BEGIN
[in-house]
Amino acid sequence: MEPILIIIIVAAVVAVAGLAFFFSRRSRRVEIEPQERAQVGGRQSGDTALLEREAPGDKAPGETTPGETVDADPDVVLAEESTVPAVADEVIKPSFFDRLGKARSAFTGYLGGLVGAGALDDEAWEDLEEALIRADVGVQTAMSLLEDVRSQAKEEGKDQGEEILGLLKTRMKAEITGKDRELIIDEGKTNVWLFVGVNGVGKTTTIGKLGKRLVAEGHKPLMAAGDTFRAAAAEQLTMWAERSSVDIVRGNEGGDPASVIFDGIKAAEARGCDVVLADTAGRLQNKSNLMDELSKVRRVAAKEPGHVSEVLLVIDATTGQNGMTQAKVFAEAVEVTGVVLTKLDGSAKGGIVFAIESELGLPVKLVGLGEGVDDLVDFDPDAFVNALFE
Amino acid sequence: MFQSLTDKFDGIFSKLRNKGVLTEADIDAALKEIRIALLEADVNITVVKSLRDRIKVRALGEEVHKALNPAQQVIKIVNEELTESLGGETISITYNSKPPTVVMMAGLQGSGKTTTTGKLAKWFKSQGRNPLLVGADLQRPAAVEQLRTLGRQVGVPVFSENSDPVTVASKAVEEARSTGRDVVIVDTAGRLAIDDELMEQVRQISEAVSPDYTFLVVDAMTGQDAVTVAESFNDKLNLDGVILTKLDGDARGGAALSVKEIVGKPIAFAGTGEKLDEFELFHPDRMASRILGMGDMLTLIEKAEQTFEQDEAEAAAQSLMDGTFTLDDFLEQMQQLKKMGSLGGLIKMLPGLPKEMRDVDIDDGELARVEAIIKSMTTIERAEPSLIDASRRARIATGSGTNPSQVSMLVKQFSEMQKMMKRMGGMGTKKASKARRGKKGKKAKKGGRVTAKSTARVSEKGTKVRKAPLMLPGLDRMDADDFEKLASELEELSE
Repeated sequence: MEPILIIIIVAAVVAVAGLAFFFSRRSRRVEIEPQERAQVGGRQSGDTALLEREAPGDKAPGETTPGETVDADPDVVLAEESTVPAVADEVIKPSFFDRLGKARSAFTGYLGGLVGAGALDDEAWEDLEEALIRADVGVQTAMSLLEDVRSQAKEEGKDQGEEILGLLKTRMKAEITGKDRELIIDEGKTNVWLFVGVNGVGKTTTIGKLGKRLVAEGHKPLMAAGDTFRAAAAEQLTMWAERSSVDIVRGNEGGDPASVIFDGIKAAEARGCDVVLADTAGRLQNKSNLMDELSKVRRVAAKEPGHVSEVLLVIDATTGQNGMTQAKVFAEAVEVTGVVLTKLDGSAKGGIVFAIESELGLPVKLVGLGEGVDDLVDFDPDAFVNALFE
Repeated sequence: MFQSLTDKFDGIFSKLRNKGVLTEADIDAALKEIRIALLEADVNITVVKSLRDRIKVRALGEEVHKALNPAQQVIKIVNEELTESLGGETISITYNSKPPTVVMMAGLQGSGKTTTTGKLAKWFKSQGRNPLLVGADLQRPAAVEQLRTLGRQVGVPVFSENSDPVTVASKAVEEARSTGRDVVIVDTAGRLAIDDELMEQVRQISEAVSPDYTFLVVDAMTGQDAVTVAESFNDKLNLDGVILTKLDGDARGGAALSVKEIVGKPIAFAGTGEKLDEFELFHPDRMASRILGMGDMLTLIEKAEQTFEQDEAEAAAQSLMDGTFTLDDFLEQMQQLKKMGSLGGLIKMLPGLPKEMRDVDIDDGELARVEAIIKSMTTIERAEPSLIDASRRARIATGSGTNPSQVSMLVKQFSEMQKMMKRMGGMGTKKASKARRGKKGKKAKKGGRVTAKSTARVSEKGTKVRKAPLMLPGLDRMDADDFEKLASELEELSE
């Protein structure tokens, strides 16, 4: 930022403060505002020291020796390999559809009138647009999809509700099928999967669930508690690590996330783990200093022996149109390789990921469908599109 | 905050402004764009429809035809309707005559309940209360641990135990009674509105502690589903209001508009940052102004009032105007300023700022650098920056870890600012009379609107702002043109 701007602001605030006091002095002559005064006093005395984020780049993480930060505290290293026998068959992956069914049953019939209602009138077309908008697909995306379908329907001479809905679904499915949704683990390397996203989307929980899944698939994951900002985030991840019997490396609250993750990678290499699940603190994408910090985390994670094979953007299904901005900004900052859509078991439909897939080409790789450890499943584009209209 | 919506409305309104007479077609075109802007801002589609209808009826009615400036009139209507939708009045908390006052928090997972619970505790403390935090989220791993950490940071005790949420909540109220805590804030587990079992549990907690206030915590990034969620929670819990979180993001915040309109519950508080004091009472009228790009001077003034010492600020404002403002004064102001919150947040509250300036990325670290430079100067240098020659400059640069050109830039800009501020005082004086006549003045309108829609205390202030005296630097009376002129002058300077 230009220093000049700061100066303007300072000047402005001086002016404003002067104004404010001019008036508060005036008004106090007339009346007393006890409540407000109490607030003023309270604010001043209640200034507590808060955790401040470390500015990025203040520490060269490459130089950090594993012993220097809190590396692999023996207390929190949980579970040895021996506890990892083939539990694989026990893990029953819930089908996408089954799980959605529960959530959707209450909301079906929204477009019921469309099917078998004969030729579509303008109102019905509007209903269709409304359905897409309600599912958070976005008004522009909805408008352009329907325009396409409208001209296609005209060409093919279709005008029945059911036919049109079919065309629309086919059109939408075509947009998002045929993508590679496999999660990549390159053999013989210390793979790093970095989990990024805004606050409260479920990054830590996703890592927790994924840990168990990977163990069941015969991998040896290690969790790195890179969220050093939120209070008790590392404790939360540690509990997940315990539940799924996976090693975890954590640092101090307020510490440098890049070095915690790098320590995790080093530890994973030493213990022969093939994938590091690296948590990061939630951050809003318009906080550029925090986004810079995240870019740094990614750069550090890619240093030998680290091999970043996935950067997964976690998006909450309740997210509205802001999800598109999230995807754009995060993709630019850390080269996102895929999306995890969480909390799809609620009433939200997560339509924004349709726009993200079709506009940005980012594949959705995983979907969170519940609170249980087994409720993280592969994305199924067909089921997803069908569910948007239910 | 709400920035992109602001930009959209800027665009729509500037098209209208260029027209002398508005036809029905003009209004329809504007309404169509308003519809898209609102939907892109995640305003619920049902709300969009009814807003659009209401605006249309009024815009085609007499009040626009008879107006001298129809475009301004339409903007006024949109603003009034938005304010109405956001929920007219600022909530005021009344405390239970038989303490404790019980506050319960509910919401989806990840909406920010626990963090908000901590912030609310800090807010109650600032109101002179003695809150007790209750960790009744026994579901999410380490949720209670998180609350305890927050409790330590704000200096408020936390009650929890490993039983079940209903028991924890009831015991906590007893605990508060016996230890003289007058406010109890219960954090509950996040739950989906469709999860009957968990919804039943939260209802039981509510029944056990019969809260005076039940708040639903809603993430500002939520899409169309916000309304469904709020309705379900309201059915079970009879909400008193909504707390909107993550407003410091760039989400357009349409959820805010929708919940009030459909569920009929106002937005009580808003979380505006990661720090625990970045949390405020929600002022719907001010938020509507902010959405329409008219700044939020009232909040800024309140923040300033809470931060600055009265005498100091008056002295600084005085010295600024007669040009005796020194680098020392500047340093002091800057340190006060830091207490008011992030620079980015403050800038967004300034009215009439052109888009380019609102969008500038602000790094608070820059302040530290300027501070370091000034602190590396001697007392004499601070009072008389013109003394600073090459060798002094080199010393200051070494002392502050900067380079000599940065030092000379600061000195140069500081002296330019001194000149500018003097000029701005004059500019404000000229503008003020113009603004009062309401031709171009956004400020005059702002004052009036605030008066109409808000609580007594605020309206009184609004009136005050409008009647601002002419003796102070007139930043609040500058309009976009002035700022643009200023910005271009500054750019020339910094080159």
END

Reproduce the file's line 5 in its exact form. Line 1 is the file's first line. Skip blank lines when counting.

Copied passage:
Repeated sequence: MFQSLTDKFDGIFSKLRNKGVLTEADIDAALKEIRIALLEADVNITVVKSLRDRIKVRALGEEVHKALNPAQQVIKIVNEELTESLGGETISITYNSKPPTVVMMAGLQGSGKTTTTGKLAKWFKSQGRNPLLVGADLQRPAAVEQLRTLGRQVGVPVFSENSDPVTVASKAVEEARSTGRDVVIVDTAGRLAIDDELMEQVRQISEAVSPDYTFLVVDAMTGQDAVTVAESFNDKLNLDGVILTKLDGDARGGAALSVKEIVGKPIAFAGTGEKLDEFELFHPDRMASRILGMGDMLTLIEKAEQTFEQDEAEAAAQSLMDGTFTLDDFLEQMQQLKKMGSLGGLIKMLPGLPKEMRDVDIDDGELARVEAIIKSMTTIERAEPSLIDASRRARIATGSGTNPSQVSMLVKQFSEMQKMMKRMGGMGTKKASKARRGKKGKKAKKGGRVTAKSTARVSEKGTKVRKAPLMLPGLDRMDADDFEKLASELEELSE